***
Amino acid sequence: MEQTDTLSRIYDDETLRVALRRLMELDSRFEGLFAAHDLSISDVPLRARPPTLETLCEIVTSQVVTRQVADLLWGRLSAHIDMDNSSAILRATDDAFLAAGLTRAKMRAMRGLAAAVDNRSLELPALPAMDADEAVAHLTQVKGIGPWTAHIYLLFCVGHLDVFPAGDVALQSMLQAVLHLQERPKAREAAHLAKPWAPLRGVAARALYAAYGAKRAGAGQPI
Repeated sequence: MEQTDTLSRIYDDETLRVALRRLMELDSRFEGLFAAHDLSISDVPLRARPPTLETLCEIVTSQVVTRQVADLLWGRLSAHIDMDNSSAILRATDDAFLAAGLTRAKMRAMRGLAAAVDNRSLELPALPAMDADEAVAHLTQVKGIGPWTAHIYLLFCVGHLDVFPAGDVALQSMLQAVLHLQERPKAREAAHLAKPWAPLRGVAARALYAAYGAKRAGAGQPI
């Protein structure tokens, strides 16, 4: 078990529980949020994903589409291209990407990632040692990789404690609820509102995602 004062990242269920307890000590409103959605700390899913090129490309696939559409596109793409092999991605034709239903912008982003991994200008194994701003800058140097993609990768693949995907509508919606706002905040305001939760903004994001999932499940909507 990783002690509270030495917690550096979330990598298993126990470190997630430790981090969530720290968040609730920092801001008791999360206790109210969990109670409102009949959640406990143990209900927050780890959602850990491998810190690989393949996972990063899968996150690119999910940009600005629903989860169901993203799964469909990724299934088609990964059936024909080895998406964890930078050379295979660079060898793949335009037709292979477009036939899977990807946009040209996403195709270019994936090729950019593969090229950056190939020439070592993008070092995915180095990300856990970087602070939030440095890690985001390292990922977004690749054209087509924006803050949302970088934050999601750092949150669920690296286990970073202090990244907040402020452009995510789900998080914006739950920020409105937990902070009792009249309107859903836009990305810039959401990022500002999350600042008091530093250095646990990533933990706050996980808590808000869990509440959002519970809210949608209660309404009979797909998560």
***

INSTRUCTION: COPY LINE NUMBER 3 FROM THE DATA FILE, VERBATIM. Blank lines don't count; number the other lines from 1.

């Protein structure tokens, strides 16, 4: 078990529980949020994903589409291209990407990632040692990789404690609820509102995602 004062990242269920307890000590409103959605700390899913090129490309696939559409596109793409092999991605034709239903912008982003991994200008194994701003800058140097993609990768693949995907509508919606706002905040305001939760903004994001999932499940909507 990783002690509270030495917690550096979330990598298993126990470190997630430790981090969530720290968040609730920092801001008791999360206790109210969990109670409102009949959640406990143990209900927050780890959602850990491998810190690989393949996972990063899968996150690119999910940009600005629903989860169901993203799964469909990724299934088609990964059936024909080895998406964890930078050379295979660079060898793949335009037709292979477009036939899977990807946009040209996403195709270019994936090729950019593969090229950056190939020439070592993008070092995915180095990300856990970087602070939030440095890690985001390292990922977004690749054209087509924006803050949302970088934050999601750092949150669920690296286990970073202090990244907040402020452009995510789900998080914006739950920020409105937990902070009792009249309107859903836009990305810039959401990022500002999350600042008091530093250095646990990533933990706050996980808590808000869990509440959002519970809210949608209660309404009979797909998560």